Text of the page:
THE YEAREND SPRINT HASN'T WINDED THE ECONOMY
Just how strong is this economy, anyway? Judging by the December data, the growth rate at the end of 1993 may have exceeded even the robust expectations of most economists. And while the severe weather may cool off some of the January numbers, there is every indication that the economy carried much of its yearend momentum into the first quarter of 1994.
Several monthly indicators that relate closely to real gross domestic product posted stunning gains last quarter. After adjusting for inflation, retail sales, construction spending, and capital-goods shipments each grew at double-digit annual rates. And manufacturing output posted the largest increase in 10 years.
All this suggests that fourth-quarter GDP growth, to be released on Jan. 28, could be well above the current median expectation of 4.8%. One obvious plus will be healthy fourth-quarter profits. Also, the monthly data indicate steady growth through the quarter, so several GDP components will start the first quarter well above their fourth-quarter levels.
The Federal Reserve's Jan. 19 assessment of economic activity by region, covering the period from December to early January, echoed the economy's more upbeat tone. The Fed reported that consumer spending was "strong" and housing activity "grew robustly," while also noting improvement in manufacturing and credit demands.
But there's a downside. The economy's zip is raising questions about inflation, interest rates, and Fed policy. Given rising commodity prices, increasing demands on industrial capacity, and tighter labor markets, will faster growth fuel wage and price pressures? Will the bond market sour, pushing long-term interest rates even higher? And will the Fed be quick to hike short-term rates?
The December data on retail sales and industrial production leave little doubt about the economy's vitality (chart). Retail buying rose a surprisingly strong 0.8%, following revisions showing a 0.3% gain in November and a 2% surge in October, which turned out to be the largest monthly advance in four years. As in previous months, durable goods led the December increase.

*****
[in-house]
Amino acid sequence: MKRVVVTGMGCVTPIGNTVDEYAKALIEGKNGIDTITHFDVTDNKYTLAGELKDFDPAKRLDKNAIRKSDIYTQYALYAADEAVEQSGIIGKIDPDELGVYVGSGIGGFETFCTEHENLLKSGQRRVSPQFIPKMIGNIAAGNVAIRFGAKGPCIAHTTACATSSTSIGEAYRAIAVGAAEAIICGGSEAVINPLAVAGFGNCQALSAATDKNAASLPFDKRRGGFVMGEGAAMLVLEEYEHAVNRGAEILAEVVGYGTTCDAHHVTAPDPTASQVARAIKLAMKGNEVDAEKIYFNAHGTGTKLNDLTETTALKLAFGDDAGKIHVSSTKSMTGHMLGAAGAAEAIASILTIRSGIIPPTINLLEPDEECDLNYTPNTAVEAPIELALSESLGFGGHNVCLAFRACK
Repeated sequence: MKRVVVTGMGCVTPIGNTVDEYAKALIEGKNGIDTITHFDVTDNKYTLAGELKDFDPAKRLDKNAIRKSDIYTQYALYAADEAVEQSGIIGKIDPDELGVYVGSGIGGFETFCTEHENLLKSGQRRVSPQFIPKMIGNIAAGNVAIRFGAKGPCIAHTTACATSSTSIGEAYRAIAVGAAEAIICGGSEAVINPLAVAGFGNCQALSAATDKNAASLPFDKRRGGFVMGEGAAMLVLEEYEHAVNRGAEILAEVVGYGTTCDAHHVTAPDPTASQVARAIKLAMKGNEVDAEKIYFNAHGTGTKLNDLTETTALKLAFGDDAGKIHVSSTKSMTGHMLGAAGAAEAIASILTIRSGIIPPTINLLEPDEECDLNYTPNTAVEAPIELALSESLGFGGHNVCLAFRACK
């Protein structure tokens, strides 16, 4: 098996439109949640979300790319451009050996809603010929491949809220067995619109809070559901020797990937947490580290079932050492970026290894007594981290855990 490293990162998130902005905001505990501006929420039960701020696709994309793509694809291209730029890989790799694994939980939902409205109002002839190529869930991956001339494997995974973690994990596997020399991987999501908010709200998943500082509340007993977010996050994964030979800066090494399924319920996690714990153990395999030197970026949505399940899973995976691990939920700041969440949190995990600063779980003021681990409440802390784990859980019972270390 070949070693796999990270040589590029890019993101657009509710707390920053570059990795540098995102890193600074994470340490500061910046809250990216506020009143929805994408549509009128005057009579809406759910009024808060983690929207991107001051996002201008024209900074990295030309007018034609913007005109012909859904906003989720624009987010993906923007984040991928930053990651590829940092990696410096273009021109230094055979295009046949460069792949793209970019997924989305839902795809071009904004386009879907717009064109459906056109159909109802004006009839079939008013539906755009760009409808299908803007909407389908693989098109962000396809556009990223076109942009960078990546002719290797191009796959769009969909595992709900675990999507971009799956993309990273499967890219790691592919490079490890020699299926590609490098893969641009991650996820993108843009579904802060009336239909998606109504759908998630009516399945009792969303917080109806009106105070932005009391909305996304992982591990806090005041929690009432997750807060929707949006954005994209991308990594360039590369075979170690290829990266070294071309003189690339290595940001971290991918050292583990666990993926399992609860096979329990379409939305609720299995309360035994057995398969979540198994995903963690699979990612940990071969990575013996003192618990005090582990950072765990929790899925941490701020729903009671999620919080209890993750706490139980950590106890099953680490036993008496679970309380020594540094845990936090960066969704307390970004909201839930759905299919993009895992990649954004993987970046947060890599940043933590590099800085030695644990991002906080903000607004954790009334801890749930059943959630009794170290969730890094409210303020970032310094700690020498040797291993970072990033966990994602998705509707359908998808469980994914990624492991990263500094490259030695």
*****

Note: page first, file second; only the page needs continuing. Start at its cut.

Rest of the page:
For the quarter, real retail volume appears to have risen at an annual rate of slightly more than 10%, compared with the third quarter. That's about the same gain as the one racked up in the fourth quarter of 1992, which was the largest in more than six years.
The early-bird signs for January consumer spending look good. The Johnson Redbook Report's survey of department stores shows sales in the first two weeks of the month up strongly from December. And the University of Michigan's preliminary read of consumer sentiment points to another increase in household optimism.
Strong consumer buying explains last quarter's pickup in industrial production. Output at manufacturers, utilities, and mines rose 0.7% in December. Production in manufacturing alone was also up 0.7%, led by gains in car and truck output and production of business equipment. For the quarter, factory output rose at a hefty 8.7% annual rate, with motor vehicles and parts accounting for about half of that gain.
The combination of rising demand and low inventories sets the stage for further output increases this quarter. Inventories held by manufacturers, wholesalers, and retailers rose 0.6% in November, a plus for fourth-quarter GDP, but business sales jumped 1.1%. As a result, the ratio of stocks to sales fell to 1.44 in the month--the lowest in more than 12 years. This ratio suggests that some inventory replenishment is necessary, and that will support production gains this quarter.
Moreover, foreign trade appears to have exerted little, if any, drag on growth during the last quarter. The merchandise trade deficit shrank slightly in November to $10.2 billion, from $10.9 billion in October. Exports fell 0.1%, to $40.1 billion, while imports dropped a steeper 1.5%, to $50.2 billion, reflecting a sharp decline in oil prices. Adjusted for prices, the trade deficit has flattened out since the third quarter (chart).